This business aviation blog post is part of a series on operations to Russia.
While business aircraft operations to major destinations and tech stops in Russia are relatively straightforward, additional considerations must be kept in mind when you operate during winter months and plan stops at more remote destinations.
Here is a general overview of what you should be aware of:
1. Consider airport alternates – particularly in the east
When you travel to Russia – especially during winter months – availability and practicality of alternates must be carefully considered. Some locations have very limited options, and closest alternates may be hundreds of miles away. This is particularly true in eastern Russia. For example the closest alternate for Petropavlovsk (UHPP) is Magadan (UHMM) – 480 nautical miles away. When you need to use an alternate, you’ll have to consider ground handling availability, as well as landing/overflight permit revisions, for the next leg.
2. Check airport operating hours
Other than at major international airports such as Vnukovo (UUWW), Sheremetyevo (UUEE), Domodedovo (UUDD), and St. Petersburg (ULLI), 24-hour operations are not the norm. Many airports of entry, particularly in far eastern Russia, have restricted operating hours. Be aware, also, that domestic and military airports in Russia may have certain travel and/or operating hour restrictions in place.
3. Be aware of airport closures
It’s important to check on airport closures – which may result from weather issues or runway work – via notice to airmen. There are also airport considerations to be mindful of such as lack of equipment and/or de-ice fluid availability. Weather is a major consideration in the winter, and it’s common to be faced with snow, ice, low cloud, and fog issues. This can lead to flight diversions or inability to depart and can result in significant delays. Check terminal area forecasts and meteorological aviation routines and obtain a weather brief 1.5 hours prior to departure to confirm weather at your destination and alternates.
4. Aircraft parking may be limited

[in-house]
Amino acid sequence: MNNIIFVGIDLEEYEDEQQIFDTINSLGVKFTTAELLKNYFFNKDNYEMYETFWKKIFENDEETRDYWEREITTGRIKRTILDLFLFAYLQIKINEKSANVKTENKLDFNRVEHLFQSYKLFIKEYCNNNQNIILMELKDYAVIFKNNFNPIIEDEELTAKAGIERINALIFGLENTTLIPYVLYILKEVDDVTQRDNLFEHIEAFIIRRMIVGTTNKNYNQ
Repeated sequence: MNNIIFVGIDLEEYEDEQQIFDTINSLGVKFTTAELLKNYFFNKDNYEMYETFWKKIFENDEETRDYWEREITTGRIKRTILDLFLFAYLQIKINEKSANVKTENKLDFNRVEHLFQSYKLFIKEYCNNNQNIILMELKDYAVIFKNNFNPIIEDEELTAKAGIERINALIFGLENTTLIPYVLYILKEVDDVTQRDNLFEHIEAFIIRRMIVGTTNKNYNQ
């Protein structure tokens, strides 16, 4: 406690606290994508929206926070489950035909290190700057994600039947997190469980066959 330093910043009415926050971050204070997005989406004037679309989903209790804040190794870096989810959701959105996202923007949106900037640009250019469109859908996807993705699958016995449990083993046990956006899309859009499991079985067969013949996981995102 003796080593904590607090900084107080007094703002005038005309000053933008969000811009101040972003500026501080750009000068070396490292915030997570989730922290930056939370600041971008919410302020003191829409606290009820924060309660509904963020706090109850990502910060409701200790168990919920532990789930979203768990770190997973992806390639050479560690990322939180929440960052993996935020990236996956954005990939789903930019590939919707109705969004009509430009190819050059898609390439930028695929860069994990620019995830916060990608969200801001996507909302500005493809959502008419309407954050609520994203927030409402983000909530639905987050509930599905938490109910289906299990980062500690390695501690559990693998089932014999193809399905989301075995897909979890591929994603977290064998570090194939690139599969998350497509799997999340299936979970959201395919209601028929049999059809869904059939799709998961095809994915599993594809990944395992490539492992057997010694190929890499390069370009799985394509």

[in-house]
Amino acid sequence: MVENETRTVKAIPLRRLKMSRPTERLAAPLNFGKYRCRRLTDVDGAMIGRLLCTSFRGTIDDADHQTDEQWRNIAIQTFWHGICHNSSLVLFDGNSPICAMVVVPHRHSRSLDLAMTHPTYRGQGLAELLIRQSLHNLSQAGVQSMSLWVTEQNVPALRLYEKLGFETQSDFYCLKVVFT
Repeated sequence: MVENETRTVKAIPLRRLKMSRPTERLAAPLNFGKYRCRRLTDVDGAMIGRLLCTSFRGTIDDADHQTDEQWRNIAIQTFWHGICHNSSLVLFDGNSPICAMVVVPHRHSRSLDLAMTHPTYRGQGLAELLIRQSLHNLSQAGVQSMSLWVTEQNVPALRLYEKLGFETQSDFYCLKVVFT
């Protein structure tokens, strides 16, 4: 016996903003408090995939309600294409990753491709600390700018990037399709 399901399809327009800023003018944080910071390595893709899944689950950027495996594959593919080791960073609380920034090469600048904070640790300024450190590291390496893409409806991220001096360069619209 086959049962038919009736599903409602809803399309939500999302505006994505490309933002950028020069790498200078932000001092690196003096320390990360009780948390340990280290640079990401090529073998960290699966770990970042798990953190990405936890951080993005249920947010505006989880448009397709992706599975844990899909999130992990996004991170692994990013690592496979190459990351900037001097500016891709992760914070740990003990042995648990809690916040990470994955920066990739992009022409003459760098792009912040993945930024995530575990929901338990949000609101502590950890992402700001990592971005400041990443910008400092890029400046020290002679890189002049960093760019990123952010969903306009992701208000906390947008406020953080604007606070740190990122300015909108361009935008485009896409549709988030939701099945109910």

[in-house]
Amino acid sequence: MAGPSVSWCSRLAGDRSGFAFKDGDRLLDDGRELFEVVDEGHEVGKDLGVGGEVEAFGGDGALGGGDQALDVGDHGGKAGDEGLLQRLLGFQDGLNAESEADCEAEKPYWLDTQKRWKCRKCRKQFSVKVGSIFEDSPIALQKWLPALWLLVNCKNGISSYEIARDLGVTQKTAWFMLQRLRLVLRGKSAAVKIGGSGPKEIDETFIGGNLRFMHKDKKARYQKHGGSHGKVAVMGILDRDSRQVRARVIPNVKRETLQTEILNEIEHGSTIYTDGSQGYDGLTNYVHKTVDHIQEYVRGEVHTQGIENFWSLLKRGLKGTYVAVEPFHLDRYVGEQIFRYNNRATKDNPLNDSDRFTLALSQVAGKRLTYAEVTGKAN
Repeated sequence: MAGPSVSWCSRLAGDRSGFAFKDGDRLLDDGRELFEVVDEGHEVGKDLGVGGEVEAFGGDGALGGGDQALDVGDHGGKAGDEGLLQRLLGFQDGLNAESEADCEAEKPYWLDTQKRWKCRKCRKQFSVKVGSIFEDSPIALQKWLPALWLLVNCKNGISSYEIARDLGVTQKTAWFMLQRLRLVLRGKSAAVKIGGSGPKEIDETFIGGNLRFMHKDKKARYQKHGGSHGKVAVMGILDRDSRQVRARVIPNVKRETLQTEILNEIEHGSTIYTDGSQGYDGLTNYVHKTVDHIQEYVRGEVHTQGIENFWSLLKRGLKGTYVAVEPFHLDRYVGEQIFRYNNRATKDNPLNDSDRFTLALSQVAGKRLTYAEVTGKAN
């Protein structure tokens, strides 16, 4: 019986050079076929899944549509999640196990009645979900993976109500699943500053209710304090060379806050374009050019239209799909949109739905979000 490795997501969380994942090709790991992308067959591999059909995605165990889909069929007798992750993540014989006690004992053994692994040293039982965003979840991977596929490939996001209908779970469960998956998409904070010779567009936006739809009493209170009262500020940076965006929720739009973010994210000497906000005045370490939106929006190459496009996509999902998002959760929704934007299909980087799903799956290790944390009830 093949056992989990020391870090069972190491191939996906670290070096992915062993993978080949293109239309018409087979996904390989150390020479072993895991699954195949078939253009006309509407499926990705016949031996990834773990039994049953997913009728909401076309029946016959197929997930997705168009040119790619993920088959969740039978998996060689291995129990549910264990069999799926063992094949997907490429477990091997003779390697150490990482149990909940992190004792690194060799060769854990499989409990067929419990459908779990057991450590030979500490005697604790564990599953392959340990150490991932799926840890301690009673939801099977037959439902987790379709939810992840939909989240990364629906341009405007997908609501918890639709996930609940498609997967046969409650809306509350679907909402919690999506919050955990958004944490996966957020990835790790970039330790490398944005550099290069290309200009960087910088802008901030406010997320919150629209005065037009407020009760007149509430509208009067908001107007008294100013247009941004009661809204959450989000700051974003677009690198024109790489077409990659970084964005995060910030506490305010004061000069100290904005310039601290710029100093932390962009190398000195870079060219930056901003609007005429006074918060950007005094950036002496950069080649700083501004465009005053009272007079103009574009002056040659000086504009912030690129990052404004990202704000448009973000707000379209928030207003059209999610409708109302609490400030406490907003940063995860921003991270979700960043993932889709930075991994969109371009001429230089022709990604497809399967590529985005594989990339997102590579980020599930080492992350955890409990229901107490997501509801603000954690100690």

During major event periods, aircraft parking options may be somewhat restricted. This is the case at ULLI several times each year due to events such as the upcoming International Economic Forum. In such cases you may need to travel to an alternate airport for overnight parking. A good alternate for ULLI is Helsinki (EFHK), but using this option will require crew members to have multi-entry visas for Russia.
5. Russia can be an expensive destination
Travel to Russia can be particularly expensive in terms of navigation fees, airport fees, aircraft parking, and ground handling charges. For example crew accommodations in the Moscow area can run $350-450/night for a 4-star hotel. Of course, this can vary greatly due to currency fluctuations from Russia’s current economic issues.
6. Consider security, as well as hotel and local transport options
Airport security in Russia is good, and there are no current major off-airport security concerns. It’s always important, however, to check the security status of the area you’re traveling to in advance. It’s recommended to use pre-paid transport (car with driver), sourced from either your ground handler or a known provider, while in Russia. Avoid public transportation and rental cars unless you are very familiar with the region. While larger Russian cities have many good hotel options, choices will be limited with no availability of large international chains at remote or regional destinations. When traveling to outlying areas, always research hotel options well in advance.
Particularly during winter months (or year-round when you operate during major event periods), additional pre-planning time should be considered. Your 3rd-party provider and ground handler will source the best options depending on your destinations, time of year, and type of flight.
Stay tuned for Part 2, which covers permit, visa, and documentation requirements for operations to Russia.
If you have any questions about this article or need assistance with an upcoming trip to Russia, contact me at email@example.com.
Category : Best Practice
About Abel Perez
Abel Perez has facilitated more than 13,000 global trip legs since joining Universal Weather and Aviation, Inc. in 1996 and is known for his expertise in acquiring overflight permits. Abel, who currently serves as a Senior Trip Owner on the Universal Bravo Team, holds multiple pilot ratings. Prior to joining Universal, he held roles as a commercial ground handler and flight instructor. He holds commercial, multi-engine, instrument and flight instructor ratings and has First-officer experience with the Hawker 800, King Air and Citation. Abel, who has a bachelor’s of science degree in professional aviation from Louisiana Tech University, can be reached at firstname.lastname@example.org.
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